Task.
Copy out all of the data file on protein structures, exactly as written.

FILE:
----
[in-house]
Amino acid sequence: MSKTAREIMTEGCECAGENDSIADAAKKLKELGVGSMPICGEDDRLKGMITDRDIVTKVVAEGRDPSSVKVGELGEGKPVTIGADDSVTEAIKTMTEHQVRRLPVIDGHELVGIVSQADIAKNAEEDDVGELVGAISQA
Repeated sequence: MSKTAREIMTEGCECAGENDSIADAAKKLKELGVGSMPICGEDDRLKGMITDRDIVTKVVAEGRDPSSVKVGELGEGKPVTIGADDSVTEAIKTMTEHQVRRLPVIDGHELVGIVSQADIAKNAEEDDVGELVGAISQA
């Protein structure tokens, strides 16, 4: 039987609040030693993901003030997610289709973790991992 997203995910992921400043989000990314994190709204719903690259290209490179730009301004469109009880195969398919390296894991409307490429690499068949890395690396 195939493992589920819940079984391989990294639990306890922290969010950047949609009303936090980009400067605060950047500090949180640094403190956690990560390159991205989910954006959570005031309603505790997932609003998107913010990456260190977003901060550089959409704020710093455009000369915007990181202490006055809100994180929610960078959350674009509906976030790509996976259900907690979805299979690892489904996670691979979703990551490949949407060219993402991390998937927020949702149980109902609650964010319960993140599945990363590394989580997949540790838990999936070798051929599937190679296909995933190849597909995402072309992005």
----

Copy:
[in-house]
Amino acid sequence: MSKTAREIMTEGCECAGENDSIADAAKKLKELGVGSMPICGEDDRLKGMITDRDIVTKVVAEGRDPSSVKVGELGEGKPVTIGADDSVTEAIKTMTEHQVRRLPVIDGHELVGIVSQADIAKNAEEDDVGELVGAISQA
Repeated sequence: MSKTAREIMTEGCECAGENDSIADAAKKLKELGVGSMPICGEDDRLKGMITDRDIVTKVVAEGRDPSSVKVGELGEGKPVTIGADDSVTEAIKTMTEHQVRRLPVIDGHELVGIVSQADIAKNAEEDDVGELVGAISQA
């Protein structure tokens, strides 16, 4: 039987609040030693993901003030997610289709973790991992 997203995910992921400043989000990314994190709204719903690259290209490179730009301004469109009880195969398919390296894991409307490429690499068949890395690396 195939493992589920819940079984391989990294639990306890922290969010950047949609009303936090980009400067605060950047500090949180640094403190956690990560390159991205989910954006959570005031309603505790997932609003998107913010990456260190977003901060550089959409704020710093455009000369915007990181202490006055809100994180929610960078959350674009509906976030790509996976259900907690979805299979690892489904996670691979979703990551490949949407060219993402991390998937927020949702149980109902609650964010319960993140599945990363590394989580997949540790838990999936070798051929599937190679296909995933190849597909995402072309992005």